My favourite tweet of recent days mused: “Mind blowing how some boy in China ate a bat and it eventually led to the postponement of Elgin v Brechin City”.
Apart from being funny, which we need, it contained an essential element of truth. We live in a small, inter-connected world and rarely consider the fragility of the edifice on which all our assumptions are based.
There has been nothing like this in my lifetime. But if, as a society, we emerge having learned no lessons, the conceit of invulnerability undisturbed, then it will all have been for nothing.
The first obvious one is about the power of the state as a force for good. We are ritually conditioned to denigrate state spending and enterprise as if they were fifth-rate impediments to the genius of the private sector.
Yet at the first whiff of grapeshot, it is the state which must intervene – massively as only it can. Titans of capitalism emerge from their tax havens to demand public money. How much of their personal fortunes will they contribute?
The state can only do its job if, on an ongoing basis, it is properly funded. The pretence you can have a low-tax economy which provides high quality services and is prepared for all eventualities should never be allowed to recover.
One relic of the crisis I would like to see preserved is the list of “essential occupations”. It includes the caring professions, the educators, those who maintain essential services, produce our food, stack the shelves we are so desperate to empty.
The list does not include hedge fund managers, PR consultants or breakfast TV presenters. Yet this pyramid of social dependence is in sharply inverse proportion to the one of financial recompense.
Not everything has changed since Mary Brooksbank wrote her great Jute Mill Song: “O dear me, the warld’s ill divided/ Them that works the hardest are the least provided…”.
When this is over, let there be greater respect for the people we now so desperately depend on. The guys who empty our bins are an awful lot more useful members of society than Special Advisers who consider themselves masters of the universe. That pecking order should be built upon and reflected in what the “essential services” are paid.
There has been understandable media interest in the daftness of panic buying as an unfortunate reflection of the human condition. Fair enough – but greed takes much more sinister forms and I suggest news values should be adjusted accordingly.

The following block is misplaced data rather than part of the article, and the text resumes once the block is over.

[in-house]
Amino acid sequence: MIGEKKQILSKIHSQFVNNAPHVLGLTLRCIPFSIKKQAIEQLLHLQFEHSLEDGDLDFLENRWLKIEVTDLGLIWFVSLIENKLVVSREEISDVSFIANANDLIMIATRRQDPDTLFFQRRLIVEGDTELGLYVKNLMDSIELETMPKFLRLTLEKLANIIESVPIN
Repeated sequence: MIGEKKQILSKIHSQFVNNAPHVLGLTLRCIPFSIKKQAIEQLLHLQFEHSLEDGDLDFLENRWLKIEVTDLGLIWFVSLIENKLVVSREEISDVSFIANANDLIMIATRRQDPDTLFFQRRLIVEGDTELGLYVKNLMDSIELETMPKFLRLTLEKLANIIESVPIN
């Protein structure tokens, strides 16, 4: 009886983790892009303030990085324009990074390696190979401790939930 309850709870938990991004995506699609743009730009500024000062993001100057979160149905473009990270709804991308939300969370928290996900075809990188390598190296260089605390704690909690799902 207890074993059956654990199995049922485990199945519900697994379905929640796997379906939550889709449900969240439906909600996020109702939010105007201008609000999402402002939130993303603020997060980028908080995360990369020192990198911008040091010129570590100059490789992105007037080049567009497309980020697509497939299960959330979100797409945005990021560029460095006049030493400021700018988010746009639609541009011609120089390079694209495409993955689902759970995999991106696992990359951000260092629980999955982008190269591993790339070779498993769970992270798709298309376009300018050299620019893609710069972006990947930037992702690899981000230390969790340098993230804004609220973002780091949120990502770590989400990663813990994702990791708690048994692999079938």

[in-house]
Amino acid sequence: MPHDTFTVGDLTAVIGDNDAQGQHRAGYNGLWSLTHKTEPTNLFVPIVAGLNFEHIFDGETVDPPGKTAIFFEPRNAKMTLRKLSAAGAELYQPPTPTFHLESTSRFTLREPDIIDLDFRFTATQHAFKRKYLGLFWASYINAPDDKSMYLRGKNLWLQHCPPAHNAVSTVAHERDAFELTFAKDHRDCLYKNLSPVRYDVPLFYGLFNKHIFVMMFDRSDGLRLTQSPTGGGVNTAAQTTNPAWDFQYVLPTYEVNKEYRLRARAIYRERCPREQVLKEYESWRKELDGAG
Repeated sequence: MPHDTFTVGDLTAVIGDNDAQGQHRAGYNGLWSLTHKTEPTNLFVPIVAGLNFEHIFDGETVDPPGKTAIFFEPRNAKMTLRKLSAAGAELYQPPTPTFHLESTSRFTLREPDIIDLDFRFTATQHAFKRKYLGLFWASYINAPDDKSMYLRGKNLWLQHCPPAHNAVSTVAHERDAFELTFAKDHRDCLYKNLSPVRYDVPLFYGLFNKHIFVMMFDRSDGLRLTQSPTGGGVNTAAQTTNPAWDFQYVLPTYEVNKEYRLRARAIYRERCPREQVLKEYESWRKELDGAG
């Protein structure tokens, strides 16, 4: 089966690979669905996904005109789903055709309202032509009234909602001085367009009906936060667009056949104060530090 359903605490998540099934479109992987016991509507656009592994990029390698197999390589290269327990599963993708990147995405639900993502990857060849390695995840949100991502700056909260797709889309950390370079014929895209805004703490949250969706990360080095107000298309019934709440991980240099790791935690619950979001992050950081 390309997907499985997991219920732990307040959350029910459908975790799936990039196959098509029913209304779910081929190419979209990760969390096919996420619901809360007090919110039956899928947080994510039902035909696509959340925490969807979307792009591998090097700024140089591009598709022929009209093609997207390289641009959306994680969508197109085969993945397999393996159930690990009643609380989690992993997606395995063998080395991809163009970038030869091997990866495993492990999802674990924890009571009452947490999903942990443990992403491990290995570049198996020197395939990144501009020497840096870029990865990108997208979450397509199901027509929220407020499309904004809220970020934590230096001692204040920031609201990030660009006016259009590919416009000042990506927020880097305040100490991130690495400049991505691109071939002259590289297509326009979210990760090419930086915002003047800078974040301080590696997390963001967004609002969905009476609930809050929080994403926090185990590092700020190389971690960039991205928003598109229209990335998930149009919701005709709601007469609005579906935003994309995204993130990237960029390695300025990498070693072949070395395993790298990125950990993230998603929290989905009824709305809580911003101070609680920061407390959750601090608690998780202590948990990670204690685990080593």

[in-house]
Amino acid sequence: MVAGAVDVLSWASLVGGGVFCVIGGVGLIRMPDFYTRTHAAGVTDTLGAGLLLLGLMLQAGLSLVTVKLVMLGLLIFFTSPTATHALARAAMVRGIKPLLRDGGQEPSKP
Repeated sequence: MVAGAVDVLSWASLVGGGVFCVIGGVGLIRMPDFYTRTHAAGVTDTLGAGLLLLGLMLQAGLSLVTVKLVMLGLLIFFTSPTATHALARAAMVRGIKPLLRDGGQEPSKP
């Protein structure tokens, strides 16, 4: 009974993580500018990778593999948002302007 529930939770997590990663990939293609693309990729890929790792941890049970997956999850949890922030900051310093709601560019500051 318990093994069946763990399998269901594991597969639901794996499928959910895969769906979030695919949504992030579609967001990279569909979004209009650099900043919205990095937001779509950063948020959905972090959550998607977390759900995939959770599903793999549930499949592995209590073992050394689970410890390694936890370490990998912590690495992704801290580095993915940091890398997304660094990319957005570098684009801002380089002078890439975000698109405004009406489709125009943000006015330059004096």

Fortunes are being made by speculators who bet against companies facing a decline in value – and there are plenty of them at present. Pleas from regulators to desist from “shorting” fall on deaf ears because there are fortunes to be made in times like these.
The invaluable Private Eye names a couple of major Tory donors who have made “tens of millions” in recent weeks from such misfortunes. Wouldn’t it be good if as much TV time was devoted to pursuing these miscreants to their doorsteps as on the folly of fighting over toilet-rolls?
I have no quarrel with what Government is doing in the circumstances as they exist. There are no rights or wrongs, only a balance of options to which human judgement – medical or political – must be applied. Good luck to those entrusted with these responsibilities.
But I do object to re-writing history under the cover of a pandemic. Take for instance the nonsensical statement by Ian Blackford MP: “”In the last financial crisis, the banks were bailed out, the ordinary people were not.”
Mr Blackford surely knows the banks were bailed out because – due to the crazy irresponsibility of his fellow bankers – ordinary people’s savings were about to be lost, ATMs were within hours of not paying out and the financial system was about to grind to a halt.
It was indeed “ordinary people” who were bailed out at that time. Perhaps Mr Blackford and I can agree that the subsequent failure to punish bankers who had endangered the ordinary people was, and remains, a public scandal. Perhaps and perhaps not.
LET’S FORGET ABOUT BREXIT DEADLINES FOR NOW
Throughout the country, businesses face enormous uncertainty. With half the economy closed down, those which continue to trade worry about how they will survive.
Government assistance is, of course, vital. But how far will it go? How long will all this last? Will customers be able to pay for goods, and if so when? How will exports be shipped to markets with borders closed?
The questions are endless and definitive answers in much shorter supply. Nobody knows how long it is going to take and Government cannot be blamed for that.
It can, however, be blamed for adding to that massive uncertainty. Can it really be true that in the midst of all this, they are ploughing on towards a December 31st deadline for EU negotiations with “no deal” the fall-back option?
Is it really conceivable that businesses which survive the crisis and come blinking into the autumn sunlight, if we are lucky, are immediately to be faced with another dose of Brexit uncertainty?
I have always accepted the referendum result and Government’s right to act upon it. But this is entirely different. It would be an act of statesmanship to say now that the Brexit negotiations are on hold until all this is over, with no fixed deadlines in place.
On the other constitutional front, I note a portentous statement from Michael Russell that “the Scottish Government has paused work on preparing for an independence referendum this year…It follows from this that a referendum will not take place this year.”
In a reciprocal gesture, I have paused plans to holiday on the moon this year. Indeed, I will shelf them indefinitely in order to concentrate on more important matters.